The best mortgage advisors

Reduce the stress of getting a mortgage and get the best deal by using the best mortgage advisors.

Search the best rated mortgage brokers, financial advisers and accountants in the UK

Visit Unbiased¹

The UK's favourite online mortgage broker

Visit Trussle

We're here to make mortgages easier

Visit Habito

Free expert advice from your online mortgage broker

Visit Mojo

We know researching and selecting the right broker can feel a bit overwhelming, especially if it's your first mortgage and you're unfamiliar with the mortgage process and mortgages in general.

Often we tend to rely on recommendations from friends or family in these situations, and these recommendations can be great, but they tend to be simply who the friend or family member used as a broker, possibly based on a recommendation from their friend or family, with no real research done and doesn't necessarily mean they are a good mortgage broker able to get you the best mortgage deal for your personal circumstances.

To help build awareness of your options and to help you make the right choice, we've done the research and found the best mortgage brokers in the UK so you can save time and be sure you're getting the best mortgage deal.

How do we determine the best mortgage brokers?

Our criteria for best mortgage brokers comes down to 2 things, can they find you the best deal, and how good is their customer service.

1. Can they search every mortgage product to find you the best deal?

This is often called the ‘whole market’, or ‘whole-of-market’, and means the broker or advisor is able to search every mortgage in the UK, except direct deals, that’s roughly 20,000 mortgages from 90 lenders, and is therefore able to find you the best deal for your circumstances.

If a broker or advisor cannot search every mortgage out there, you can’t be sure they will find you the best deal and you could be losing out with a bad mortgage deal and paying a higher interest rate and higher monthly repayments. Don’t panic though, simply use one of the advisors above. You can always check and ask if they search the whole market too.

2. Their customer service

We’ve looked at the Trustpilot ratings of whole-of-market brokers to make sure they provide their customers with the best service possible. Getting a mortgage could be one of the biggest things you do in your life financially, and it can be incredibly stressful. You want someone on your side who can talk you through things, guide you, someone who’s been there many times and knows what to expect. Plus, let’s be honest, a friendly and genuinely nice person to chat with goes a long way.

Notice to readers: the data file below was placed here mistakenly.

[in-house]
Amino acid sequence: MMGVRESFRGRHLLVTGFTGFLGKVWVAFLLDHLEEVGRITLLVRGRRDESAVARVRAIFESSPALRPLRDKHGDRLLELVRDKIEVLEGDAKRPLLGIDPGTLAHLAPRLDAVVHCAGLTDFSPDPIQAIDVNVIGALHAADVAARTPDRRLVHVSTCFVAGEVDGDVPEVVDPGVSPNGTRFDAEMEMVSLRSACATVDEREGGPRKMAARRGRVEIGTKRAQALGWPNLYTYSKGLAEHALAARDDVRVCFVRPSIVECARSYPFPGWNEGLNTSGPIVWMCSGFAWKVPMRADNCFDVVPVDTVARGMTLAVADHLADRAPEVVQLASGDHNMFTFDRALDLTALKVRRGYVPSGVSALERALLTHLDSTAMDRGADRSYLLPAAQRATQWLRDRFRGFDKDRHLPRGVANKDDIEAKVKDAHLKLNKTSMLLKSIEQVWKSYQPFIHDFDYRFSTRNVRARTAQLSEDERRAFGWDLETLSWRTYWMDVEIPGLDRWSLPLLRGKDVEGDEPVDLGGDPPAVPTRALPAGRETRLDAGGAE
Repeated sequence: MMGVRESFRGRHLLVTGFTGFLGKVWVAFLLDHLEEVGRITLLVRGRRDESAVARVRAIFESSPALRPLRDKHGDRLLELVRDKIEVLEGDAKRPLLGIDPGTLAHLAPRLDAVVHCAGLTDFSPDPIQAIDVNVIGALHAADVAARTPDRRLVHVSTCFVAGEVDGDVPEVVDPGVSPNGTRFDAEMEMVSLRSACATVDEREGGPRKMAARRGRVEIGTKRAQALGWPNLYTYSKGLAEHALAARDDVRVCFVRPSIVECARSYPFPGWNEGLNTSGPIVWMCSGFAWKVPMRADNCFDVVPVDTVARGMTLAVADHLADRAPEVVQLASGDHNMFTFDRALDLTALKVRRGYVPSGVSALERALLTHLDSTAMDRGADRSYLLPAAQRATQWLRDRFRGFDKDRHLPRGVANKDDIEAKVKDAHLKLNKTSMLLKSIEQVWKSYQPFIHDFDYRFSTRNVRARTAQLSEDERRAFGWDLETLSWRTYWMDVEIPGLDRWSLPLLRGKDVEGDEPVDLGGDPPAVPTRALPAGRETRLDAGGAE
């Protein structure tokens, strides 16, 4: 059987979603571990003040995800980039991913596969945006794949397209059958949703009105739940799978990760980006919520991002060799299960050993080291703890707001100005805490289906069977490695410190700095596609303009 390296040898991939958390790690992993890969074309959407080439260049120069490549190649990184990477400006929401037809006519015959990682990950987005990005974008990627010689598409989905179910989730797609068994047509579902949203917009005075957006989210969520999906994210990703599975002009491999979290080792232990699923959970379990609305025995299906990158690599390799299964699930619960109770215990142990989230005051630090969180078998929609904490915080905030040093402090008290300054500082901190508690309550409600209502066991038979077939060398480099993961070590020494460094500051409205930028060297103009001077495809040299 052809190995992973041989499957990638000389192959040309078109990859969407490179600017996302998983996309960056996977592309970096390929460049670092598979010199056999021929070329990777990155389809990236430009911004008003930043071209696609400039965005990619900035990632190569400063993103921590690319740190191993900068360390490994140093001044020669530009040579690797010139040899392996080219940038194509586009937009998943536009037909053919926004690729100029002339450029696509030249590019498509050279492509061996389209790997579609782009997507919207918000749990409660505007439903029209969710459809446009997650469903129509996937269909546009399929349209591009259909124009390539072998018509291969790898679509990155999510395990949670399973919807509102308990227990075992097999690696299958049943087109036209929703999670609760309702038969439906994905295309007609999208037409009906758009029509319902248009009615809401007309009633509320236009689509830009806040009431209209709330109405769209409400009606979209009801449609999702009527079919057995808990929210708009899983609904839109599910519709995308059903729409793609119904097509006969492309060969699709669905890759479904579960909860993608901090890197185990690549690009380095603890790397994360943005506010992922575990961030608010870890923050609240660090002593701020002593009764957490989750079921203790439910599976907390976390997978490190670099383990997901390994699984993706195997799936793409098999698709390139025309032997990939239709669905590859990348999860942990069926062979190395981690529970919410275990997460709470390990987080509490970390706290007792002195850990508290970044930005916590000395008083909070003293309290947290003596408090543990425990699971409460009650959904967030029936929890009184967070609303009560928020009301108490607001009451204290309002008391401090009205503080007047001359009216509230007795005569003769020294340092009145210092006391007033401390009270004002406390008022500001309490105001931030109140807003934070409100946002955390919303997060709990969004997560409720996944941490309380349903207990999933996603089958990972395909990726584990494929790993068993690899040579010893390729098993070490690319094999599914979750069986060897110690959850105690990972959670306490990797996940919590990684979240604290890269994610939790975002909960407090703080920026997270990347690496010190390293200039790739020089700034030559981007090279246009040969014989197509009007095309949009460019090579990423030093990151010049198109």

If you’re not familiar with Trustpilot, learn more below.


What’s a broker fee?

This is the fee the mortgage broker charges you to use their service. Not the fees you pay to get the mortgage from the lender – typically called arrangement fees or just lender fees, which are normally added to the mortgage amount.

The fee can range from £0 to £1,000 depending on which advisor or mortgage broker you are using, and what sort of advice you need, simple or more complex.

Do bear in mind mortgage brokers also get paid a commission from the lender, normally 0.35% of the mortgage amount. So for a £200,000 mortgage that’s £700. And all mortgage brokers get this. So if your mortgage is fairly simple, such as buying a home as a first time buyer, or remortgaging, it may not be reasonable to pay fees on the higher end, and you should shop around. Remember, loyalty doesn’t pay.

What’s an online broker?

The internet, and more recently ‘cloud computing’ – where resources, data and computing power can be safely stored across the internet rather than buying your own hardware (think along the lines of Amazon warehouses for data. In fact Amazon is the biggest player in the market, along with Microsoft), has meant software can be developed far cheaper and therefore businesses can develop new ways of doing things, improving on the old and bringing alot of old industries into the 21st century. And mortgage broking is one of them.

This means for the customer, we are seeing slick websites with interactive forms you can fill out yourself, whenever you want in your own time, and save and come back to whenever is good for you.

It means new ways of communicating too, live-chat is typically working well. You don’t need to respond immediately, and you can chat away all day during your working day, or chat as little as you want. It also means you can chat to a customer service rep or mortgage adviser almost immediately, rather than waiting on hold for hours.